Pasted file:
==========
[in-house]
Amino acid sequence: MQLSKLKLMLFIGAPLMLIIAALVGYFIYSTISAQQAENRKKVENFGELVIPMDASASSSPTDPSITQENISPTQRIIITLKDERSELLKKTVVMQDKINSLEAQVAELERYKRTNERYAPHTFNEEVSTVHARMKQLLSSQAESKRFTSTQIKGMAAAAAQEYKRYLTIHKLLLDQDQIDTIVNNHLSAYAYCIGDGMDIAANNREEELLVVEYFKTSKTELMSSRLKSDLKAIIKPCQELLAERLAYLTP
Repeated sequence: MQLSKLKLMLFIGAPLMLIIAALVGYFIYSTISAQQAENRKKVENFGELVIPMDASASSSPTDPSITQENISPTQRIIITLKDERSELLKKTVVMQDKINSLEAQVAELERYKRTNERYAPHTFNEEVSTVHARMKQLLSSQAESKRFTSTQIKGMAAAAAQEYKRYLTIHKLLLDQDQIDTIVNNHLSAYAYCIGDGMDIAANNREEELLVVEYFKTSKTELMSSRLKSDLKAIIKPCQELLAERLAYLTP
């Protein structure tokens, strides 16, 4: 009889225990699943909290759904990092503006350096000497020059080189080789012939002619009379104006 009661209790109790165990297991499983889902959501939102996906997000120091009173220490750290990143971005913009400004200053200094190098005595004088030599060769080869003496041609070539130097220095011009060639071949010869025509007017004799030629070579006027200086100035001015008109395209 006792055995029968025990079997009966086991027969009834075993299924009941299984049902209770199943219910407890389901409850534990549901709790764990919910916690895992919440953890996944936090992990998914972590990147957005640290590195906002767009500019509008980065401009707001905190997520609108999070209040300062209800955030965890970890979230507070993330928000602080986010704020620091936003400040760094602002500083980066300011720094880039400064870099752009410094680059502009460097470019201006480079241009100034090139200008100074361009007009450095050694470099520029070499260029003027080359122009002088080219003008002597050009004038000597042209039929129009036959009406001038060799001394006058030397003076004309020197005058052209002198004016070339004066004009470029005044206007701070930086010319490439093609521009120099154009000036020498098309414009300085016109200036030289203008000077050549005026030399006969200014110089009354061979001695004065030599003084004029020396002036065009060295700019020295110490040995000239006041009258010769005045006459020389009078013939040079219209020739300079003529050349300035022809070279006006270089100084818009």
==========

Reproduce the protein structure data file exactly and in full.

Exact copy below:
[in-house]
Amino acid sequence: MQLSKLKLMLFIGAPLMLIIAALVGYFIYSTISAQQAENRKKVENFGELVIPMDASASSSPTDPSITQENISPTQRIIITLKDERSELLKKTVVMQDKINSLEAQVAELERYKRTNERYAPHTFNEEVSTVHARMKQLLSSQAESKRFTSTQIKGMAAAAAQEYKRYLTIHKLLLDQDQIDTIVNNHLSAYAYCIGDGMDIAANNREEELLVVEYFKTSKTELMSSRLKSDLKAIIKPCQELLAERLAYLTP
Repeated sequence: MQLSKLKLMLFIGAPLMLIIAALVGYFIYSTISAQQAENRKKVENFGELVIPMDASASSSPTDPSITQENISPTQRIIITLKDERSELLKKTVVMQDKINSLEAQVAELERYKRTNERYAPHTFNEEVSTVHARMKQLLSSQAESKRFTSTQIKGMAAAAAQEYKRYLTIHKLLLDQDQIDTIVNNHLSAYAYCIGDGMDIAANNREEELLVVEYFKTSKTELMSSRLKSDLKAIIKPCQELLAERLAYLTP
């Protein structure tokens, strides 16, 4: 009889225990699943909290759904990092503006350096000497020059080189080789012939002619009379104006 009661209790109790165990297991499983889902959501939102996906997000120091009173220490750290990143971005913009400004200053200094190098005595004088030599060769080869003496041609070539130097220095011009060639071949010869025509007017004799030629070579006027200086100035001015008109395209 006792055995029968025990079997009966086991027969009834075993299924009941299984049902209770199943219910407890389901409850534990549901709790764990919910916690895992919440953890996944936090992990998914972590990147957005640290590195906002767009500019509008980065401009707001905190997520609108999070209040300062209800955030965890970890979230507070993330928000602080986010704020620091936003400040760094602002500083980066300011720094880039400064870099752009410094680059502009460097470019201006480079241009100034090139200008100074361009007009450095050694470099520029070499260029003027080359122009002088080219003008002597050009004038000597042209039929129009036959009406001038060799001394006058030397003076004309020197005058052209002198004016070339004066004009470029005044206007701070930086010319490439093609521009120099154009000036020498098309414009300085016109200036030289203008000077050549005026030399006969200014110089009354061979001695004065030599003084004029020396002036065009060295700019020295110490040995000239006041009258010769005045006459020389009078013939040079219209020739300079003529050349300035022809070279006006270089100084818009």